At first, it sounded like a wonderful opportunity. I had just entered middle age. twenty years earlier in college, I'd done Transcendental Meditation, read all of Alan Watts books, as well as "Ram Das" (Richard Alpert). I had taken a year of Buddhism and Hinduism in college. I'd been curious about Tibetan Buddhism, so I went straight to the video store and rented 'Kundun', 'Seven Years in Tibet', and "The Tibetan Book of the Dead".
Also, I found the California monastery on the website and downloaded the volunteer form, filled it out and mailed it to Berkley, California. A week later I got a call from a woman with a Brooklyn heights Jewish accent. She seemed friendly at first. After asking about background and interest, she described the monastery and what they were doing. It's a 1000 square acre tract of prime woodland on the California coast in the Sonoma redwood forest. To the south is the location of the famous Bohemian Grove.
To the north and East were ashrams of Indian origin, interlaced with smaller communes or various cults.
I asked, "Sound interesting. When can I come out and visit the place?" At that point her tone changed abruptly. "There are no tours. You will stay here at our Berkeley center for two weeks orientation, and then you'll be taken to [the ashram].
We require a commitment of at least one year. We prefer two."
Then she proceeded to describe the itinerary. Volunteers live 20 people to a barracks. Wake up for meditation at 4am, vegan breakfast in silence, then to work at dawn. Work is 12 hours, then meditation, and lights out at 9pm. Work days are Monday through Saturday. Sunday begins with 8 hours farm work. Finally you get three hours 'free time', when you're allowed to walk around the gardens. No phones no internet. I think they allowed 10 minutes public phone time if you're willing to spend your only free time for the week standing in line to make a call.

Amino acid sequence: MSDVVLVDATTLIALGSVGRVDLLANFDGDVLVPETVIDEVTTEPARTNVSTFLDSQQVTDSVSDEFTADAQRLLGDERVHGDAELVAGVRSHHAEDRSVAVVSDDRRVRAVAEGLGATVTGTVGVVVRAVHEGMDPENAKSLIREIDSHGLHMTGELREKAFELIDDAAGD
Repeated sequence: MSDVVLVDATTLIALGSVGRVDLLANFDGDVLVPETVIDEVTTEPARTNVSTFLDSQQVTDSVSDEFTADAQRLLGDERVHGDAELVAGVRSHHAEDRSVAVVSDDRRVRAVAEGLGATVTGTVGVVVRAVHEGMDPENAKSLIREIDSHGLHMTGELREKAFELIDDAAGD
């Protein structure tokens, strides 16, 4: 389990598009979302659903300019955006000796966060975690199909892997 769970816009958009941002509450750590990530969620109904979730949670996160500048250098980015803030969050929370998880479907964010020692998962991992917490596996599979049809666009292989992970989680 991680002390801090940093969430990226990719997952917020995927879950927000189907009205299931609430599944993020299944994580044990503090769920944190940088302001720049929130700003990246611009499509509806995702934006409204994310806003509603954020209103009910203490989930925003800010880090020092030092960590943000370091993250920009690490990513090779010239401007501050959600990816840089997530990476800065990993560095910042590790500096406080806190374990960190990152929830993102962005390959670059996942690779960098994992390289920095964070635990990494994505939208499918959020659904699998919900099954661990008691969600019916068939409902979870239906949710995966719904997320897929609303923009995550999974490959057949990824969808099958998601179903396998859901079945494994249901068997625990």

When I heard all this I recognized serious symptoms of mind control cults:
Absolute authoritarianism without meaningful accountability.
No tolerance for questions or critical inquiry.
No way to leave without permission and means of transportation.
Deprived of private means of communication with the outside world
'Cloistered', cut off from family and friends.
So next I pulled up a number of 'Cult Awareness' websites. To my surprise none of them would touch Tibetan Buddhism - or any other powerful international religious body for that matter. It seems if you're big enough, and connected enough, you can do all the above but somehow not be a 'cult'.
I don't agree. For more information see here: Tibetans escape from Northern California center.
"It was like escaping from the Chinese all over again".